between cultural groups.
Translation is always cultural translation.
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Cultural translation
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The ethnographer’s description of a culture.
(Asad)
The languages of migration and the
postcolonial third space. (Bhabha)
Understanding as a constant interpretation of
the other (Iser).
The languages of culturally fragmented
postmodern societies. (Renn)
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Extensions….
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Translation is the displacement of theory from one
topographic location to another (e.g. Miller 1995).
Translation is “a metaphor for understanding how the
foreign and the familiar are interrelated in every form
of cultural production” (Papastergiadis 2000: 124).
Translation is part of all meaning production; there is
no non-translation (Sallis 2002),
Translation plays a key role in the transmission of
values from one generation to the next, and is thus
part of all “literary invigoration” (Brodski 2007).
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Translation sociology
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By “translation” we mean the set of negotiations,
intrigues, acts of persuasion, calculations, acts of
violence by which an actor or a force accords or
allows itself to be accorded the authority to speak or
to act in the name of another actor or force: “your
interests are our interests,” “do what I want,” “you
cannot succeed without me.”
As soon as an actor says “we,” he or she translates
other actors into a single aspiration [volonté] of
which she or he becomes the master or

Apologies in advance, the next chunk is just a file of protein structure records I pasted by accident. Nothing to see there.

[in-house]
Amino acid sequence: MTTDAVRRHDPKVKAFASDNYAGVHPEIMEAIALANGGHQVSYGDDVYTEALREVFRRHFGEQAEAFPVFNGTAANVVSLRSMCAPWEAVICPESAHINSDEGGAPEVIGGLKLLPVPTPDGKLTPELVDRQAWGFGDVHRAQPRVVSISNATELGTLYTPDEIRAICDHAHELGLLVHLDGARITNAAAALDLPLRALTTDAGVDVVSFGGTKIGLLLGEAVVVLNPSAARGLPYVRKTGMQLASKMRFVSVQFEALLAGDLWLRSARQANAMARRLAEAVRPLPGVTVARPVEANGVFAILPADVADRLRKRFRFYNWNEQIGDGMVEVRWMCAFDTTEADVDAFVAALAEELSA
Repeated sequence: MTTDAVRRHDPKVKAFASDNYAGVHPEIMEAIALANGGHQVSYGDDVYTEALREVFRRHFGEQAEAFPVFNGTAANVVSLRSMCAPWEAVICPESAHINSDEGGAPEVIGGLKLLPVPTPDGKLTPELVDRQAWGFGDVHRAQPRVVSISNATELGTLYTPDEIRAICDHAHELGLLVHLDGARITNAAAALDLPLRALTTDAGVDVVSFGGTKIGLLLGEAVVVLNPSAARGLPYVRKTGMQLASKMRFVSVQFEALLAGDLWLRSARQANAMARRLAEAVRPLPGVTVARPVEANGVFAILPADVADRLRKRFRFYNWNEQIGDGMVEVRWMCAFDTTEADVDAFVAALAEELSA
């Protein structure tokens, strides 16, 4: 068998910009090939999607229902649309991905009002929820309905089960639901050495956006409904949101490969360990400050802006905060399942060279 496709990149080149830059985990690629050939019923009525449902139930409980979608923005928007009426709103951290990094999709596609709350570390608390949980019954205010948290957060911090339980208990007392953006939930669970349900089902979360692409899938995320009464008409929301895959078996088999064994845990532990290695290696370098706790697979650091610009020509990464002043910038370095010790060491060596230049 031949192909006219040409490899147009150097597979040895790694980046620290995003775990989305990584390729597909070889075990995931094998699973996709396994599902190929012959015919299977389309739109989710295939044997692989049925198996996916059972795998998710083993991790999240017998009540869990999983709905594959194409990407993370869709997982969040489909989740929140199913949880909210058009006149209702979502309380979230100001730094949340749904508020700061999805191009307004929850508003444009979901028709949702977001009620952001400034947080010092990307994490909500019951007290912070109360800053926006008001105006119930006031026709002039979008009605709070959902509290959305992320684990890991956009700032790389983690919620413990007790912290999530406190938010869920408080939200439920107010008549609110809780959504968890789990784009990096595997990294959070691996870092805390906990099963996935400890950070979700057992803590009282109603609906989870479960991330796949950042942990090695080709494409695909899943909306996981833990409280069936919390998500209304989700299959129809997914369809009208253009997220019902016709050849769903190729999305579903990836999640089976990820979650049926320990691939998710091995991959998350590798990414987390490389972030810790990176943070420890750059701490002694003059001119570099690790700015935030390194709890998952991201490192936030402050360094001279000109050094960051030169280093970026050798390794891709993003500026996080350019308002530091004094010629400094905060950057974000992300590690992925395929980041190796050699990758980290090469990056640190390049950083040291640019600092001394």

spokesperson. (Callon and Latour 1981/2006: 12–13)
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Positive points
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Cultural translation focuses on people, not
things.
It recognizes that boundaries move.
It recognizes hybridity.
It relates translation to other sciences.
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Negative points
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Once you are studying everything, you have
no discipline.
Brot and pain can be translated as
equivalents…
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Final questions
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Equivalence survives at points where
indeterminacy is low?
Different kinds of utterance have different
levels of indeterminacy?
Indeterminacy undermines all other theories?
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Activity
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Working in groups of four, write two sentences in
Chinese, one that you think will be highly
determinate (clear, unambiguous, not open to
different readings) and the other highly
indeterminate (complex, open to different readings).
Write each sentences at the top of a piece of paper
(i.e. two pieces of paper).
Go around the class and have your sentences
translated three time into and from English (i.e. six
translations).
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Activity
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Look at the first and last sentences and
answer these questions:
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Did the most complex source undergo the most
changes?
So does equivalence apply to all texts?
Or is indeterminacy a feature of all language use?